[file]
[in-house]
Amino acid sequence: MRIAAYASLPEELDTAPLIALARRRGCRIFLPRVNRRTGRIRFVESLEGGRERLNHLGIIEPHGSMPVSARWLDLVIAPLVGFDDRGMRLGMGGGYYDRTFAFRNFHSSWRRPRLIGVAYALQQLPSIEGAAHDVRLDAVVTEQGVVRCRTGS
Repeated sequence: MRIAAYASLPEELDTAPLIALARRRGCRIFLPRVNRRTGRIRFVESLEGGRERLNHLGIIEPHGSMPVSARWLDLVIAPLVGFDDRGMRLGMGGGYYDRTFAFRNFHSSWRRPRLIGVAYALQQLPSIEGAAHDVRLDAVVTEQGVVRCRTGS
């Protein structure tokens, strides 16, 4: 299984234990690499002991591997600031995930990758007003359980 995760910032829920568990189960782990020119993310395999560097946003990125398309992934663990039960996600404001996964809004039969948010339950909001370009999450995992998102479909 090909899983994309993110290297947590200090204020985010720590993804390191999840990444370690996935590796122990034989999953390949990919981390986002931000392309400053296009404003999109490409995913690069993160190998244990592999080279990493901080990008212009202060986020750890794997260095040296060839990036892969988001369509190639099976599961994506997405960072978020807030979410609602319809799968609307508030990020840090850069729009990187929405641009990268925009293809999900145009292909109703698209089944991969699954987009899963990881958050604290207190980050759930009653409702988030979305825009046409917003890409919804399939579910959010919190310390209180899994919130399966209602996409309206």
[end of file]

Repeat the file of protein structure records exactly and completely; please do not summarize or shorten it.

[in-house]
Amino acid sequence: MRIAAYASLPEELDTAPLIALARRRGCRIFLPRVNRRTGRIRFVESLEGGRERLNHLGIIEPHGSMPVSARWLDLVIAPLVGFDDRGMRLGMGGGYYDRTFAFRNFHSSWRRPRLIGVAYALQQLPSIEGAAHDVRLDAVVTEQGVVRCRTGS
Repeated sequence: MRIAAYASLPEELDTAPLIALARRRGCRIFLPRVNRRTGRIRFVESLEGGRERLNHLGIIEPHGSMPVSARWLDLVIAPLVGFDDRGMRLGMGGGYYDRTFAFRNFHSSWRRPRLIGVAYALQQLPSIEGAAHDVRLDAVVTEQGVVRCRTGS
């Protein structure tokens, strides 16, 4: 299984234990690499002991591997600031995930990758007003359980 995760910032829920568990189960782990020119993310395999560097946003990125398309992934663990039960996600404001996964809004039969948010339950909001370009999450995992998102479909 090909899983994309993110290297947590200090204020985010720590993804390191999840990444370690996935590796122990034989999953390949990919981390986002931000392309400053296009404003999109490409995913690069993160190998244990592999080279990493901080990008212009202060986020750890794997260095040296060839990036892969988001369509190639099976599961994506997405960072978020807030979410609602319809799968609307508030990020840090850069729009990187929405641009990268925009293809999900145009292909109703698209089944991969699954987009899963990881958050604290207190980050759930009653409702988030979305825009046409917003890409919804399939579910959010919190310390209180899994919130399966209602996409309206």